Call for Papers
HELD IN TRUST: CURIOSITY IN THINGS
A conference co-sponsored by Otago Museum and the Centre for Research on Colonial Culture, University of Otago
24-25 January 2019
Barclay Theatre, Otago Museum
The history of museums has largely been framed under the rubric of colonial domination or building cathedrals of science. But what are the bigger stories that motivated the creation of the collections?
Objects have the capacity to tell stories of lives and communities that are interconnected over space and time. Objects are the tangible material world of scientific endeavour and during the nineteenth century trade in them boomed, yet accounts of the political context surrounding their discovery and translocation are overlooked.
Looking beyond object biographies, tales of eccentric collectors, acquisition and institutional histories, this conference foregrounds the global context of commercial trade and exchange networks that contributed to the patterns of knowledge discovery and creation. What then are the bigger stories of culture, economics and politics that formed our colonial museums?
We invite contributions that address the broad theme of knowledge production in the colonial museum.
- Professor Tony Ballantyne FRSNZ Co-director Centre for Research on Colonial Culture and Pro-Vice Chancellor Humanities, University of Otago.
- Professor Simon Ville, Senior Professor of Economic and Business History, School of Humanities and Social Inquiry in the Faculty of Law, Humanities and Arts, University of Woollongong.
- Associate Professor Conal McCarthy, Director of the Museum and Heritage Studies programme at Victoria University of Wellington.
Please send your abstract (max. 250 words) and one-page CV to firstname.lastname@example.org by September 15th, 2018.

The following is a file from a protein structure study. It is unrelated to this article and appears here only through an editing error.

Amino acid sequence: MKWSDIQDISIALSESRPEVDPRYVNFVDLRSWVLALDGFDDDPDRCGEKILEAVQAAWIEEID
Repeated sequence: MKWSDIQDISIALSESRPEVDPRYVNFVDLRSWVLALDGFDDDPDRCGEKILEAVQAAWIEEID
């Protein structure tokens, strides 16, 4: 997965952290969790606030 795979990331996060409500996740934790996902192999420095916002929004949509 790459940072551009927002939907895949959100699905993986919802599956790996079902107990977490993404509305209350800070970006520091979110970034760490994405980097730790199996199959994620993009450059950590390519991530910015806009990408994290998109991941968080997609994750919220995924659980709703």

For further information, please contact Rosi Crane (Rosi.Crane@otagomuseum.nz).
The 2018 National Conference of the Archives and Records Association of New Zealand will take place from 25-28 August at Rotorua.
The theme of the conference is Māori archives and records. This theme and kaupapa allows for an exploration of the discovery, preservation, description, record keeping, interconnectedness and meaning of Māori records, archives and taonga. The 2018 conference looks to explore opportunities for researchers, communities and organisations to collaborate in the guardianship of knowledge, facilitate researcher engagement and help safeguard our collective past in perpetuity.
Areas of focus, and possible topics, could include:
- Iwi and community archives
- Conservation and preservation of collections
- Preventing and managing disasters
- Documenting heritage collections and taonga
- Collection descriptions for indigenous designed databases
- Record-keeping standards and authority headings
- Digitising collections
- Cultural sensitivities and archival ethics
- Research into Māori collections and archives
- Displacement of collections and repatriation
- Collecting archives in a post-Treaty environment
- Resourcing and funding challenges
- Ownership and kaitiakitanga
- Te Reo as part of the record
- Distributed collecting across institutions and iwi archives
- Connecting communities through records and archives
Proposals for 20 minute papers are invited. Abstracts of 450-500 words and a short bio should be submitted via email to Tiena Jordan (email@example.com) by the 31st March 2018.